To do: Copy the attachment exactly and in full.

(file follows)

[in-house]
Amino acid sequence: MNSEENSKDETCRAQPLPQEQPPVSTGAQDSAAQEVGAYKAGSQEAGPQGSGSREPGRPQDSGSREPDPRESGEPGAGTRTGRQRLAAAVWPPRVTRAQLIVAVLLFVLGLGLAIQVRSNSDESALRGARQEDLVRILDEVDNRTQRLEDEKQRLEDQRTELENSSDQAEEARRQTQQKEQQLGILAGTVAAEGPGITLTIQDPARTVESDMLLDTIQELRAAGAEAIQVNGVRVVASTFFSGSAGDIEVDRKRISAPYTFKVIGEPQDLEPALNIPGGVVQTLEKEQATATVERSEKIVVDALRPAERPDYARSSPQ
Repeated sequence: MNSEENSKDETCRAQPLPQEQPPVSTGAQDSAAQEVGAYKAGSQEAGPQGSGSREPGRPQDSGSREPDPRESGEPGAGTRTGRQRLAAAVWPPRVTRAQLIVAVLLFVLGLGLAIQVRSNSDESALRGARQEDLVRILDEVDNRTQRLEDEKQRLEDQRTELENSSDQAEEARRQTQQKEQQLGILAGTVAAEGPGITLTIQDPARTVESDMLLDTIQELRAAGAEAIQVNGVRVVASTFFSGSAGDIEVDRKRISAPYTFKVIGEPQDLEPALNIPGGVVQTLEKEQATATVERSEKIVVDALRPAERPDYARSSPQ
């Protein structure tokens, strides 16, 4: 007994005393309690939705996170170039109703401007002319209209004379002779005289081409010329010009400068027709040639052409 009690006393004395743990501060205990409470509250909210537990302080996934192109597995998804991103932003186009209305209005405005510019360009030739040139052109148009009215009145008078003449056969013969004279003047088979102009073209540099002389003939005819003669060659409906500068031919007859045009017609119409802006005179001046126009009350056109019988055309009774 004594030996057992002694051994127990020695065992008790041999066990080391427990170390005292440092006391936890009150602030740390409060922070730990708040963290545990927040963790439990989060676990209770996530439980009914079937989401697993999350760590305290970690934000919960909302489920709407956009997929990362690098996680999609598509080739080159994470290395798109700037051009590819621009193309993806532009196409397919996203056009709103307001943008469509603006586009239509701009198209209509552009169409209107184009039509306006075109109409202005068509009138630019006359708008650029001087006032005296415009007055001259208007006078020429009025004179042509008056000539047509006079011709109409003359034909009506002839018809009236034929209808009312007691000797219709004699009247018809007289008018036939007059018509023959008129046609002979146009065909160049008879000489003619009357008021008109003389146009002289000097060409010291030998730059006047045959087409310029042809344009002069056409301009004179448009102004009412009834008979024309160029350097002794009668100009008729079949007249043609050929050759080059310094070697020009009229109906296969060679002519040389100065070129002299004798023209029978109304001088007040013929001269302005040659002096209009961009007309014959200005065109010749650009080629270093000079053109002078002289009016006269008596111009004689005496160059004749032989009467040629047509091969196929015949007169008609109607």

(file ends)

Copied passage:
[in-house]
Amino acid sequence: MNSEENSKDETCRAQPLPQEQPPVSTGAQDSAAQEVGAYKAGSQEAGPQGSGSREPGRPQDSGSREPDPRESGEPGAGTRTGRQRLAAAVWPPRVTRAQLIVAVLLFVLGLGLAIQVRSNSDESALRGARQEDLVRILDEVDNRTQRLEDEKQRLEDQRTELENSSDQAEEARRQTQQKEQQLGILAGTVAAEGPGITLTIQDPARTVESDMLLDTIQELRAAGAEAIQVNGVRVVASTFFSGSAGDIEVDRKRISAPYTFKVIGEPQDLEPALNIPGGVVQTLEKEQATATVERSEKIVVDALRPAERPDYARSSPQ
Repeated sequence: MNSEENSKDETCRAQPLPQEQPPVSTGAQDSAAQEVGAYKAGSQEAGPQGSGSREPGRPQDSGSREPDPRESGEPGAGTRTGRQRLAAAVWPPRVTRAQLIVAVLLFVLGLGLAIQVRSNSDESALRGARQEDLVRILDEVDNRTQRLEDEKQRLEDQRTELENSSDQAEEARRQTQQKEQQLGILAGTVAAEGPGITLTIQDPARTVESDMLLDTIQELRAAGAEAIQVNGVRVVASTFFSGSAGDIEVDRKRISAPYTFKVIGEPQDLEPALNIPGGVVQTLEKEQATATVERSEKIVVDALRPAERPDYARSSPQ
């Protein structure tokens, strides 16, 4: 007994005393309690939705996170170039109703401007002319209209004379002779005289081409010329010009400068027709040639052409 009690006393004395743990501060205990409470509250909210537990302080996934192109597995998804991103932003186009209305209005405005510019360009030739040139052109148009009215009145008078003449056969013969004279003047088979102009073209540099002389003939005819003669060659409906500068031919007859045009017609119409802006005179001046126009009350056109019988055309009774 004594030996057992002694051994127990020695065992008790041999066990080391427990170390005292440092006391936890009150602030740390409060922070730990708040963290545990927040963790439990989060676990209770996530439980009914079937989401697993999350760590305290970690934000919960909302489920709407956009997929990362690098996680999609598509080739080159994470290395798109700037051009590819621009193309993806532009196409397919996203056009709103307001943008469509603006586009239509701009198209209509552009169409209107184009039509306006075109109409202005068509009138630019006359708008650029001087006032005296415009007055001259208007006078020429009025004179042509008056000539047509006079011709109409003359034909009506002839018809009236034929209808009312007691000797219709004699009247018809007289008018036939007059018509023959008129046609002979146009065909160049008879000489003619009357008021008109003389146009002289000097060409010291030998730059006047045959087409310029042809344009002069056409301009004179448009102004009412009834008979024309160029350097002794009668100009008729079949007249043609050929050759080059310094070697020009009229109906296969060679002519040389100065070129002299004798023209029978109304001088007040013929001269302005040659002096209009961009007309014959200005065109010749650009080629270093000079053109002078002289009016006269008596111009004689005496160059004749032989009467040629047509091969196929015949007169008609109607």